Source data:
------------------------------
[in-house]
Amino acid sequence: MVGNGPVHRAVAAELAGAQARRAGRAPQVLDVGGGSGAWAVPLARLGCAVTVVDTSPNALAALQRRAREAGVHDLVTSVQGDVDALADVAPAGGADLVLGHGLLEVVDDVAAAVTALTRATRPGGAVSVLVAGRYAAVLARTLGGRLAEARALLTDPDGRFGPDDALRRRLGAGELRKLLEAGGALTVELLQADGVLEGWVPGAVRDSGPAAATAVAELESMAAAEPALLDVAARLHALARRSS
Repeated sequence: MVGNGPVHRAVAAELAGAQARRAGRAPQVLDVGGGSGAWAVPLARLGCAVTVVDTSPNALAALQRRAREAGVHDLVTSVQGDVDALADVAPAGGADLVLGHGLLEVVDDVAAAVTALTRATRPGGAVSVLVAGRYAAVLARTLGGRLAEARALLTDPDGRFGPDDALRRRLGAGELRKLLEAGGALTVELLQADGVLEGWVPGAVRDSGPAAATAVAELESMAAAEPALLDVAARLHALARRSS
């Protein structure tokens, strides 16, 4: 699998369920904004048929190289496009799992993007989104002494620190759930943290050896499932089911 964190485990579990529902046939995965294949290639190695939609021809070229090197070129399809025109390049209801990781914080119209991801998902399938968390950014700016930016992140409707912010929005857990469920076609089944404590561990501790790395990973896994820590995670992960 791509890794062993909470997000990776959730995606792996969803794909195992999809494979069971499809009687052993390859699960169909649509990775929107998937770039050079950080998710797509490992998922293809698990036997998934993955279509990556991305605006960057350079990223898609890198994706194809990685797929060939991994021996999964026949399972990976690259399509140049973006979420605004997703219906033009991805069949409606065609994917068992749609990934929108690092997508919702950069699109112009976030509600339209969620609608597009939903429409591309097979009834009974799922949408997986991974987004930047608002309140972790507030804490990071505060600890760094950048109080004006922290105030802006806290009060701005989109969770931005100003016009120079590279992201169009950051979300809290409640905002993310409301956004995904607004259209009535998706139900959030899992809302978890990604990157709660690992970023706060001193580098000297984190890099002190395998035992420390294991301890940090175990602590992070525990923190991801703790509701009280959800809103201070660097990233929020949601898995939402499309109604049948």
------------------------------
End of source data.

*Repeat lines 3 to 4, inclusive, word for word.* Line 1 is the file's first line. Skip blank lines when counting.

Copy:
Repeated sequence: MVGNGPVHRAVAAELAGAQARRAGRAPQVLDVGGGSGAWAVPLARLGCAVTVVDTSPNALAALQRRAREAGVHDLVTSVQGDVDALADVAPAGGADLVLGHGLLEVVDDVAAAVTALTRATRPGGAVSVLVAGRYAAVLARTLGGRLAEARALLTDPDGRFGPDDALRRRLGAGELRKLLEAGGALTVELLQADGVLEGWVPGAVRDSGPAAATAVAELESMAAAEPALLDVAARLHALARRSS
């Protein structure tokens, strides 16, 4: 699998369920904004048929190289496009799992993007989104002494620190759930943290050896499932089911 964190485990579990529902046939995965294949290639190695939609021809070229090197070129399809025109390049209801990781914080119209991801998902399938968390950014700016930016992140409707912010929005857990469920076609089944404590561990501790790395990973896994820590995670992960 791509890794062993909470997000990776959730995606792996969803794909195992999809494979069971499809009687052993390859699960169909649509990775929107998937770039050079950080998710797509490992998922293809698990036997998934993955279509990556991305605006960057350079990223898609890198994706194809990685797929060939991994021996999964026949399972990976690259399509140049973006979420605004997703219906033009991805069949409606065609994917068992749609990934929108690092997508919702950069699109112009976030509600339209969620609608597009939903429409591309097979009834009974799922949408997986991974987004930047608002309140972790507030804490990071505060600890760094950048109080004006922290105030802006806290009060701005989109969770931005100003016009120079590279992201169009950051979300809290409640905002993310409301956004995904607004259209009535998706139900959030899992809302978890990604990157709660690992970023706060001193580098000297984190890099002190395998035992420390294991301890940090175990602590992070525990923190991801703790509701009280959800809103201070660097990233929020949601898995939402499309109604049948």